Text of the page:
Whether you’re looking for Restaurants for rent in Qatar or want to start your own food business, the country offers plenty of opportunities. In the past decade, Qatar’s food scene has exploded, with new restaurants popping up in every corner of the city and even smaller towns. With high-income families and tourists spending money on dining out, there’s a lot of potential for those who are willing to put in the work.
The gas-rich nation has reportedly forked out $220bn since it won the right to host the men’s World Cup more than 12 years ago, investing in new metro systems, roads, airports, neighbourhoods and entire cities. But the event – which ended on Tuesday – proved costly for many of its local businesses, with some restaurateurs reporting that they suffered major losses due to fans choosing eateries close to stadiums, hotels and fan zones over those further away.
Many restaurants in Souq Waqif, the heart of this year’s tournament, saw a boom in footfalls with some reporting double their usual turnover. But others in affluent areas of the capital reported that they were left to pick up the pieces.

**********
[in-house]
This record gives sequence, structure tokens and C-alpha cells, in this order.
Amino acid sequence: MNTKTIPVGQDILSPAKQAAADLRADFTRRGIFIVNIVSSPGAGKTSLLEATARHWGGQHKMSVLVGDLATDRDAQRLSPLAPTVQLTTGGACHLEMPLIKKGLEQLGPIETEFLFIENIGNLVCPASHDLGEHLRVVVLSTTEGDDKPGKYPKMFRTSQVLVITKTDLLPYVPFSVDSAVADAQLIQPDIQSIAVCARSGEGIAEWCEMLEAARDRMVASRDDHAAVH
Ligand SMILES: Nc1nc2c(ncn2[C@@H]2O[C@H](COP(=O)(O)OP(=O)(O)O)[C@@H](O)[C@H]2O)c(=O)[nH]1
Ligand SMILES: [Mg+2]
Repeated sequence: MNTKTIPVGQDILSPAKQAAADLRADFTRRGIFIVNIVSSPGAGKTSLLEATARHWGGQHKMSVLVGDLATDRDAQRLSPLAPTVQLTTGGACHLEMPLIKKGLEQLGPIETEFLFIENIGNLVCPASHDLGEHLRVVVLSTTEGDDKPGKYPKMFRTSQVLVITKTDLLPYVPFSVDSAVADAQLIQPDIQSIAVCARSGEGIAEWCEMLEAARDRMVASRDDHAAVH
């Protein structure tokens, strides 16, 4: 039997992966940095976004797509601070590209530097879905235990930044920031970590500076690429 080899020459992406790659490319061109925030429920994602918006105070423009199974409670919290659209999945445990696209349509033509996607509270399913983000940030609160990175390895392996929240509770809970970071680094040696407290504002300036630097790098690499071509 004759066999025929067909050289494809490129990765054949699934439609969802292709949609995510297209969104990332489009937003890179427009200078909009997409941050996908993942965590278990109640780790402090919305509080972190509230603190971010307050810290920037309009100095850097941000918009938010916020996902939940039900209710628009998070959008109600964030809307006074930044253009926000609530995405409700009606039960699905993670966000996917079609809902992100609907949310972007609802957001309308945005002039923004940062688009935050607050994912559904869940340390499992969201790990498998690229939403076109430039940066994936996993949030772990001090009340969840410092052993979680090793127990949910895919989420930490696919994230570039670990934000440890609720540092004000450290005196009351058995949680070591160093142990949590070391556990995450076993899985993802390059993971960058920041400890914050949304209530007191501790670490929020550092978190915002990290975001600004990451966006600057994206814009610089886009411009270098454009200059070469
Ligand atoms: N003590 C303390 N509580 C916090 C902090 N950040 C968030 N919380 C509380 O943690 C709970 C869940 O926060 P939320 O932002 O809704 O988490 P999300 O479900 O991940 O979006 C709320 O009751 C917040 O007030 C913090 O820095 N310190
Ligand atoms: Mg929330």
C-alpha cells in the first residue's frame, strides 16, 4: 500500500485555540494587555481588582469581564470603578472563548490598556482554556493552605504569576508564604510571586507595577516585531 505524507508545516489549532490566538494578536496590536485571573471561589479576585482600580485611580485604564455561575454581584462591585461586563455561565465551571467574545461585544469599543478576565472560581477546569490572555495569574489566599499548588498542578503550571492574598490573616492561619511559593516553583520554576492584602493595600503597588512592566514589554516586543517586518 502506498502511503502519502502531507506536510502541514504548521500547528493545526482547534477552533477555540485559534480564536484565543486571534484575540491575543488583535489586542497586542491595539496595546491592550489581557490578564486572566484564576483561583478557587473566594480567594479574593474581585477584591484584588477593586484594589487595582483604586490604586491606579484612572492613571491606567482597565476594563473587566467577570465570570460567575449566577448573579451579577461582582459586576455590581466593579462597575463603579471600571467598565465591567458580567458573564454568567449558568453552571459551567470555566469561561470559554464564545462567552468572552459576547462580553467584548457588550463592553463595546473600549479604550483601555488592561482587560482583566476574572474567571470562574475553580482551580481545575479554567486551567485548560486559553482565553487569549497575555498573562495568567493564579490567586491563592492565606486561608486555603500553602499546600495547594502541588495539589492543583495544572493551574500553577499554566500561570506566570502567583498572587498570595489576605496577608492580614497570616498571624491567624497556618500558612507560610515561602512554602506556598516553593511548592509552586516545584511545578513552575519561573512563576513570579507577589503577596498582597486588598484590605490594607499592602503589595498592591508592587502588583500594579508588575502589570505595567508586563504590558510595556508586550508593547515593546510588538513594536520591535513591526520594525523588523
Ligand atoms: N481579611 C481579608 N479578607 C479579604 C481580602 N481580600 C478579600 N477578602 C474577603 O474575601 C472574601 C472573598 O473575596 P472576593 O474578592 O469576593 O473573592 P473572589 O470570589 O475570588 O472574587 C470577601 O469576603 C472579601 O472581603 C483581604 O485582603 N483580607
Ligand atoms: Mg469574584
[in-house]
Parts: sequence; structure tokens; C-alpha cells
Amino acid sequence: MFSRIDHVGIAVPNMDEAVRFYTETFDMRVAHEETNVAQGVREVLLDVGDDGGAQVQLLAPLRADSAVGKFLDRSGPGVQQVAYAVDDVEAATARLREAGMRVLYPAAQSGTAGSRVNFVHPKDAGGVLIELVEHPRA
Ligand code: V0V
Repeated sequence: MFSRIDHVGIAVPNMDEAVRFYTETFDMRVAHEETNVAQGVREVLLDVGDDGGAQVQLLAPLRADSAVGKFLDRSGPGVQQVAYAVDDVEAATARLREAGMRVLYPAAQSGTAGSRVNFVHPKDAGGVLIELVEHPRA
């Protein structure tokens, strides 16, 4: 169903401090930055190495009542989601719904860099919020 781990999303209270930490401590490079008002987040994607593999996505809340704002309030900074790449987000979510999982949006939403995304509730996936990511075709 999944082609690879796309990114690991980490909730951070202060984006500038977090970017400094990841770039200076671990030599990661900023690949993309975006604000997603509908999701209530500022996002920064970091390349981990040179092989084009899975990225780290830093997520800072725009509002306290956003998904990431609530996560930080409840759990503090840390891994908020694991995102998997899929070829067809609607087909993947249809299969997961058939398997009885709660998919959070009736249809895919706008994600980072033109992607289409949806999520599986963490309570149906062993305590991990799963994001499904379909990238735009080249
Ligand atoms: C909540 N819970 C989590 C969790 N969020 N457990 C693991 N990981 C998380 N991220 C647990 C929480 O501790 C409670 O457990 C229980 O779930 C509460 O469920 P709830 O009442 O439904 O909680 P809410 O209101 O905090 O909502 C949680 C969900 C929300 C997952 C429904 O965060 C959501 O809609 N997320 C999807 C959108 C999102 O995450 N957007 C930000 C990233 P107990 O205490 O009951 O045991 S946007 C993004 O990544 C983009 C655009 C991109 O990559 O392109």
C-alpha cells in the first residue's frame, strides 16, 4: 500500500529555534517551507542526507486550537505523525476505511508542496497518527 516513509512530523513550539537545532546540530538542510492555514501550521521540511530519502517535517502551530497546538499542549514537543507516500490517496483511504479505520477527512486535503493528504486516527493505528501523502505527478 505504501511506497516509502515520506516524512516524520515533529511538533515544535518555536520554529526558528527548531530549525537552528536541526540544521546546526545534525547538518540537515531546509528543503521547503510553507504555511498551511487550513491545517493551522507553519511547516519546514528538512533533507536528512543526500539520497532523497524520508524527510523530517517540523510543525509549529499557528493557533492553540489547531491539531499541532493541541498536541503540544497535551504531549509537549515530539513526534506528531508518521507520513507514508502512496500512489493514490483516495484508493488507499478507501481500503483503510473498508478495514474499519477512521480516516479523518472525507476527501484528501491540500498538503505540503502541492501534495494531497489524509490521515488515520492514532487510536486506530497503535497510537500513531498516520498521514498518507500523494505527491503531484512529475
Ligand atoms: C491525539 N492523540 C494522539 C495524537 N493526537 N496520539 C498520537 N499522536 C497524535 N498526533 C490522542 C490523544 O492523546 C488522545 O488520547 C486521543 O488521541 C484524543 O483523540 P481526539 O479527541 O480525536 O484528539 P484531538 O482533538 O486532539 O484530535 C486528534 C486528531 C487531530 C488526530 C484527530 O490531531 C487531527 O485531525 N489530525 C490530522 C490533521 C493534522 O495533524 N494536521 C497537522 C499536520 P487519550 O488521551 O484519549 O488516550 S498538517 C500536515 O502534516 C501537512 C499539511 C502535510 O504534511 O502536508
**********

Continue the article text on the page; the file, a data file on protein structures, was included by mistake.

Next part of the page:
One such operator, a small chain serving up Middle Eastern cuisine near the city centre, said it had lost more than 20% of its normal turnover. Another owner in Matar Qadeem, a suburb within walking distance of the old Doha airport, told MEE that his business had been “wiped out”.
He blamed the free transport provided to match-goers by the Supreme Committee for Delivery & Legacy (SC), which was charged with running this year’s tournament. While it helped fans get around Doha, he added, it prevented many from visiting venues away from the main sites that Qatari authorities and Fifa had earmarked as must-see places.
As for housing, expats can choose from a variety of options from compounds to standalone apartments and villas. On average, though, a one-bedroom apartment in central Doha costs about QR9,000. This can go up to around QR11,000 in more luxurious properties in expat-heavy neighbourhoods such as the Pearl Qatar development.
Utilities are also cheaper in Qatar than in Europe thanks to subsidized energy and water bills. On average, a western expat can expect to spend about QR250 per month on their home utilities.
For entertainment, a cinema ticket will cost you about QR40 and you’ll pay roughly the same for a pint of domestic beer in a bar as you would in a supermarket. However, if you’re shopping for designer clothes and accessories, prepare to fork out more than you would in Europe – because of high import taxes. Salaries in Qatar are generally on par with those in Europe and the lack of personal income tax means you’ll keep much more of what you earn. Restaurants for rent in Qatar